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A Wee Dram For Your Car

nunswithcarOk, so it’s St Patrick’s Day, so I’ll put this post in green text and will kick off with a wee story…

Two nuns were driving along a remote rural road in County Mayo in northeastern Ireland when they ran out of fuel.  They walked to a nearby farmhouse and explained their plight to the farmer.  “To be sure, sisters, I can give you a bit of petrol so it’s off on your good works you can be driving.  But I’ve only the one jerry can, so the only thing I can give you to carry it back to your car in is this old whiskey bottle.” “Bless you, Patrick, and thank you,” said the nuns.  They walked back to their car clutching their whisky bottle full of petrol.  As they were pouring the petrol from the whisky bottle into the fuel tank, Sean O’Reilly drove by.  Spotting the whiskey bottle, Sean shook his head and stared.  “Begorrah, that’s what I call faith!” he said.

We chuckle about that one (or the alternative version where the farmer lends them a chamber pot) but the story can be killed stone dead if one remembers that alcohol is indeed one of the more common alternative fuels is alcohol – ethanol, methanol, butanol and propanol are good fuels.  You’d never bother setting that story about the nuns in Brazil – over there, they have cars (often the locally produced VWs) that are designed for flex fuel – they run on petrol, alcohol or a mixture of the above.  And we’re not too bad for the old ethanol in Australia ourselves.

And now the UK and Ireland are getting in on the act.  A whisky distillery in Edinburgh, Scotland, has just announced that they have successfully produced a butanol blend that can be used on its own or blended with diesel or (better still from a sustainability perspective) biodiesel. They use waste products from the process of distilling whisky – an industry that’s quite large in Scotland, as you might imagine.

The waste products in question go by names that are anything but long bits of Latin and Greek: draff and pot ale.  Draff is the malted barley left over after the initial brewing process (lovers of craft beer and home brewers of beer will know what I’m talking about here).  Pot ale, on the other hand, is the leftover liquid after the whisky has been distilled out of the original brew of fermented grain (something that resembles beer or ale but without the hops).  These two products are mixed to create a blend given the traditional name “broth” (isn’t it nice to see a scientific product that doesn’t feel compelled to use long and complicated names but just uses something with Anglo-Saxon or Celtic origins?).  This broth goes through its own distilling process to produce the biobutanol.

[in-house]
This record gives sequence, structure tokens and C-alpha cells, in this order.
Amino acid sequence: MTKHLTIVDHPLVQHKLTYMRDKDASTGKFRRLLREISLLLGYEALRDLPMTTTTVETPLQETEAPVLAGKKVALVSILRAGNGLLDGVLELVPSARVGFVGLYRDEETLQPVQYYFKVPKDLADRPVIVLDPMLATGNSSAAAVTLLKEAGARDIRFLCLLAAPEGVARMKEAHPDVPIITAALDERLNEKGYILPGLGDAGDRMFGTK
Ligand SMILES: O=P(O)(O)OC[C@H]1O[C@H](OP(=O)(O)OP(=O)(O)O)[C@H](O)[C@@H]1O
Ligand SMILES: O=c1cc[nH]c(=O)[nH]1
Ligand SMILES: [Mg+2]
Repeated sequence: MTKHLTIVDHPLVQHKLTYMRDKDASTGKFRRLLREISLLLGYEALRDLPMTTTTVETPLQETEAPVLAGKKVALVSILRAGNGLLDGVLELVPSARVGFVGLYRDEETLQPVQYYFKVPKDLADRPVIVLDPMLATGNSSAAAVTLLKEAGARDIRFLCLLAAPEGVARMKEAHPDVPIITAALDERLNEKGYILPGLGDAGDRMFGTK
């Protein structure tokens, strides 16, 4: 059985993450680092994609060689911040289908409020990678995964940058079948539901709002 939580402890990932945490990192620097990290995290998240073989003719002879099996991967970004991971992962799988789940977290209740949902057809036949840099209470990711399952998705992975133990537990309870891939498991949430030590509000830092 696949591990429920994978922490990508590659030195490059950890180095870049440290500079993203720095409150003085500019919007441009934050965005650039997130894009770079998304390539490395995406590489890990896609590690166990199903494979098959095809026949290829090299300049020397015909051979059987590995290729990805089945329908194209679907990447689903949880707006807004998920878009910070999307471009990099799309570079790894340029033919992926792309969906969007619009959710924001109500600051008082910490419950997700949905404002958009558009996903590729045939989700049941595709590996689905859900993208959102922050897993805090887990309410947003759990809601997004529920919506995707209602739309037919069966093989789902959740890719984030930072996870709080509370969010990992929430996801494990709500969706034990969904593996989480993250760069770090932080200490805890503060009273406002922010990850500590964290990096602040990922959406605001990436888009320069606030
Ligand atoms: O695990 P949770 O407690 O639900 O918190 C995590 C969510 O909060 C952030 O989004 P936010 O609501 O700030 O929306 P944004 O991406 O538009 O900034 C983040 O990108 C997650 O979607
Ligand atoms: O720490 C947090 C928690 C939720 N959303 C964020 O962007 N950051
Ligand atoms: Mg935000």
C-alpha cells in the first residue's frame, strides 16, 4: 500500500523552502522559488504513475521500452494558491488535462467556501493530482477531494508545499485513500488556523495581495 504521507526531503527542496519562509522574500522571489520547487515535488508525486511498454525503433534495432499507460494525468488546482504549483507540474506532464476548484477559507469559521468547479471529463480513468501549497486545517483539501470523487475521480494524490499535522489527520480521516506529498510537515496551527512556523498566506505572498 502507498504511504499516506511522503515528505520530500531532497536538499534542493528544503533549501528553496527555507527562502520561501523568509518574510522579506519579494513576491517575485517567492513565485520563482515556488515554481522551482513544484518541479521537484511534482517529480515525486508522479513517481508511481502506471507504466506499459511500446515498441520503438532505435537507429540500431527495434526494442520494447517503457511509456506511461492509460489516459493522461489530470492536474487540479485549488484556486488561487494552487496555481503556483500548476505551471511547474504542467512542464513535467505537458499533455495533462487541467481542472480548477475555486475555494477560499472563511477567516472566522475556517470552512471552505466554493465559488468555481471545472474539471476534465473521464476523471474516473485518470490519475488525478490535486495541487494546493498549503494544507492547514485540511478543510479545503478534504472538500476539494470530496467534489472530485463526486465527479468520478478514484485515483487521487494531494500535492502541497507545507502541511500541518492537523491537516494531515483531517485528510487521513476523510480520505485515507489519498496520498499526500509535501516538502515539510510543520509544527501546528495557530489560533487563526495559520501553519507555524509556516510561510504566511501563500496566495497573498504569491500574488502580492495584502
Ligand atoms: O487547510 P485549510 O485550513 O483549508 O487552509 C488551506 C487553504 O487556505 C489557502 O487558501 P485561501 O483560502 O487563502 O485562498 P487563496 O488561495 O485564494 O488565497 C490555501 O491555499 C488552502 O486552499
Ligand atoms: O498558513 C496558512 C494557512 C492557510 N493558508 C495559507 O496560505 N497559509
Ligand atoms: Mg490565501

The plant, which has hefty backing from the Scottish government and the UK government (let’s just not go into the politics of Scotland here, OK?), hopes to be up and running fully in 2016.  Because butanol delivers plenty of oomph, there’s a chance that it won’t be appearing at British bowsers at this stage: as it’s suitable as jet fuel, the aviation market might snap plenty of it up.  However, the potential is there to produce lots of biobutanol, as the UK doesn’t just have whisky distilleries to draw on as a source of draff and pot ale: there’s the beer brewing industry and other sorts of distillery to draw on as well.

Lastly, for the clever readers who’ve spotted the two different spellings of whisky/whiskey:  “whiskey” is for the Irish version; “whisky” is the Scottish variety). 

Safe and happy driving as well as happy St Patrick’s Day,



  1. Tom says:

    Next thing you will try and take the piss out of me.good luck

    March 27th, 2015 at 8:16 pm